Tag: Mindset Training

For a lesson in chemistry, take a look at the Chicago Blackhawks current season, writes Bryan Dietzler in an online Bleacher Report article.

Avid sports fans may think the Blackhawks are currently suffering from “Stanley Cup Hangover.” Since the team won a championship last year, the slow season start is a common sports phenomenon of not playing at an optimum level after a championship winning year, aka a “hangover.” Dietzler says this may be true, but the bigger reason behind their struggles is due to team chemistry.

“Chemistry is the result of extended time practicing and playing with a group of people in order to build cohesion and team unity,” wrote Dietzler. The Blackhawks traded players and released other team members and signed new talent after winning the Stanley Cup. In effect, the Blackhawk’s team chemistry has been seriously interrupted.

Dietzler points out that hockey lines thrive on chemistry or teamwork: players need to “think and do things without speaking and know each other’s tendencies.” A hockey line moves as a single unit. It’s hard to act as one person until the new players and old players rebuild their chemistry, learning how each teammate think and plays.

As the Blackhawk’s “new” team begins to gel, watch for the team chemistry to come together on the ice.

The idea of talents or special gift is a myth, writes Tony Schwartz in a recent blog post at the Harvard Business Review. Have you stopped yourself from trying new activities or working hard at difficult pursuits by telling yourself you lack talent for the specific endeavor? It’s time to reroute this way of thinking.

Schwartz shares the comment of Will Durant, who was channeling Aristotle’s thoughts, “We are what we repeatedly do.” That’s right. We aren’t born tennis players, star quarterbacks or successful CEOs. And we don’t need an innate ability to master a task. Schwartz, president and CEO of The Energy Project and the author of The Way We’re Working Isn’t Working, has found in his work with executives “that it is possible to build any given skill or capacity in the same systematic way we do a muscle: push past your comfort zone, and then rest.”

We’ve talked before about the idea of 10,000 hours: many researchers believe 10,000 hours of practice is the bare necessity to garner expertise in any complicated domain. This means mastering any activity, from racquetball to writing, involves “frustration, struggle, setbacks and failures,” writes Schwartz. The reward is simple: success at something you care about via hard work is satisfying.

Schwartz gives us six keys to achieving excellence. Here’s an abbreviated (and paraphrased) version of his tips:

1. Pursue what you love: passion motivates us.

2. Do the hardest work first: practice in the morning before other endeavors because we all have good energy in the a.m.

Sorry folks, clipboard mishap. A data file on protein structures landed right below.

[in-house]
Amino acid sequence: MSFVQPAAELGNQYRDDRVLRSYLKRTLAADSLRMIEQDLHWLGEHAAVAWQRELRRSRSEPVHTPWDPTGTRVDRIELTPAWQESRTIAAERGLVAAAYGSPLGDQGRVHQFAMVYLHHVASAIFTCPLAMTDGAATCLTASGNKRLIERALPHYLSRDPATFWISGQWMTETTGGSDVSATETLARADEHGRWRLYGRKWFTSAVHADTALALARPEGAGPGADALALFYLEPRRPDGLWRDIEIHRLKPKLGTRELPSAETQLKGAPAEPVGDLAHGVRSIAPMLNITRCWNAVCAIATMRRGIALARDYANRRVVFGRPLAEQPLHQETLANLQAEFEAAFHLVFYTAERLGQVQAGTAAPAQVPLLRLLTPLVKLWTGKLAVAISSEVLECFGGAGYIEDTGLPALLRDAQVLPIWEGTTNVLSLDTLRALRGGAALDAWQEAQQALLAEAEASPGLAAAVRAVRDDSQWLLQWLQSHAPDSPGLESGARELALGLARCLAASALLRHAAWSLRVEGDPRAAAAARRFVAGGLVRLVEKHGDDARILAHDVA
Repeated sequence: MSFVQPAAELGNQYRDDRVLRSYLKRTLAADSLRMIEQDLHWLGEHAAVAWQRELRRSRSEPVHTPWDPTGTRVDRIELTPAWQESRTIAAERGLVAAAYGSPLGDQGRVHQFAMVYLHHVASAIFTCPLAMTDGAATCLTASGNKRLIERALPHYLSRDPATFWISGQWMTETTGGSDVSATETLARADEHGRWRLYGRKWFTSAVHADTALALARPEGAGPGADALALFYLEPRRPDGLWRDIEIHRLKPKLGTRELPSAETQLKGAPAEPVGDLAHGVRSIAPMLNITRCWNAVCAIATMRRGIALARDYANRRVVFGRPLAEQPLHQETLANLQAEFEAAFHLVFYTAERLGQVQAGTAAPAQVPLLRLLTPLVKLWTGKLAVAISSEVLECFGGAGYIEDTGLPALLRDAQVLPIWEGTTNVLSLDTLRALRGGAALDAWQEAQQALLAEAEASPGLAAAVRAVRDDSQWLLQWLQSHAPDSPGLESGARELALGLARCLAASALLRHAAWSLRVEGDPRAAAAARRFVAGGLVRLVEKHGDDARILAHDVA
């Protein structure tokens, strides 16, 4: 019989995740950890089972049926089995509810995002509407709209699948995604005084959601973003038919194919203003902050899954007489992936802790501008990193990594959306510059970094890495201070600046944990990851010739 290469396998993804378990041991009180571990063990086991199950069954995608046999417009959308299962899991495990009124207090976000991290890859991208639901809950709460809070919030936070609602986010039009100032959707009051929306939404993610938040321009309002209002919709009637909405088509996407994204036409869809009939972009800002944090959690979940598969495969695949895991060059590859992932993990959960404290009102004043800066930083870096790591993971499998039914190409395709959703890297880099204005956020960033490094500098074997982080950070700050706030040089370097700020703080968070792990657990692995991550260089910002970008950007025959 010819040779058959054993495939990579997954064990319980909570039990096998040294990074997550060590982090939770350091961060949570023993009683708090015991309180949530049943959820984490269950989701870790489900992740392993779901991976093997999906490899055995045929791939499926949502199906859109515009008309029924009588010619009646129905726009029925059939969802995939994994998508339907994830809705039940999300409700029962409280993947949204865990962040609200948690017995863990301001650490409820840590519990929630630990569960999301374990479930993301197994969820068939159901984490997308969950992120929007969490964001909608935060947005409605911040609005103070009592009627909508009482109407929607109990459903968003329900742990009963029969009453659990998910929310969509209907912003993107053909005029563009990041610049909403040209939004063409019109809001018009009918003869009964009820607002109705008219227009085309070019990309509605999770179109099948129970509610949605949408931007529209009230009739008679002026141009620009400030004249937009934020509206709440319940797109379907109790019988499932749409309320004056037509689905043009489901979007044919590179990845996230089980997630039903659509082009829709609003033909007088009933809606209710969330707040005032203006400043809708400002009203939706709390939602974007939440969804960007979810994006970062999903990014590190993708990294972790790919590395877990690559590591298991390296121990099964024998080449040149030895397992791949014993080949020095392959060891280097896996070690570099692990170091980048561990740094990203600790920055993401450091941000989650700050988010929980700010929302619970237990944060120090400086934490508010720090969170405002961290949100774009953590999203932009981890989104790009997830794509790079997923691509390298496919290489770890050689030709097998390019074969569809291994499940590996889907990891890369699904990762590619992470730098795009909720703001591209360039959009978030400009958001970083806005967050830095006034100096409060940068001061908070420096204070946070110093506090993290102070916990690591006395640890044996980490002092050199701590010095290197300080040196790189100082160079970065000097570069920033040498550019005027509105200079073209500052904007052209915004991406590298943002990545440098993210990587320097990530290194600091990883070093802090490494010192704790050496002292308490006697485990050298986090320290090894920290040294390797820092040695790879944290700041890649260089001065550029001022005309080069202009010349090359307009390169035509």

3. Practice intensely: practice for no longer than 90 minutes and then take a break.

4. Seek expert feedback, in intermittent doses: look for simple, precise advice, and don’t seek too much feedback, which can create anxiety.

5. Take regular renewal breaks: Relaxing rejuvenates us and helps embed learning.

6. Ritualize practice: Create specific, absolute times for practice. It’s not about will and discipline, but about creating habits so you practice automatically.

So remember, excellence is always possible when we care about something enough and are able to, as well as choose to, dedicate the resources to working at it in a focused and consistent process.

There is a human phenomenon which social psychology uncovered that states “people prefer to be right than to be happy.”

What does this have to do with sport psychology? The answer is everything. A majority of people and athletes hold strong beliefs about themselves and their capabilities. And for most, they may experience some degree of self-doubt at times. If an athlete allows this doubt to become habitual, convincing, and perhaps even “grooved” in their brain (repeated thoughts of doubt over and over again so that the brain is trained to think that way), then he or she will start to believe that they are incapable and not good enough to be successful. Once an athlete believes the doubt to be truth, they will begin to look for evidence to support and confirm this belief, even though holding the belief makes them feel unhappy.

That’s “right”. When the athlete begins to believe that they may not be good enough, they will tend to filter out any information that counters the belief and hone in on information that supports it. In other words, many unconfident athletes will tend to focus on the negative aspects of their game because those aspects support their self-doubting beliefs….ultimately forming a self-fulfilling prophecy. As the cycle of only filtering in the “right” negative information begins, performance declines, and the belief that they are not good enough is confirmed. And on and on they go spiraling downward.

To break this cycle athletes need to first become self-aware. They need to understand the beliefs they hold about their performance abilities and where their thoughts reside. Second, athletes need to begin looking for evidence that supports a positive belief about their performance and aim to dismiss some of the negative. The athlete needs to find a more positive belief that is also “right.” Perhaps the latter athlete can be both “right” and happy?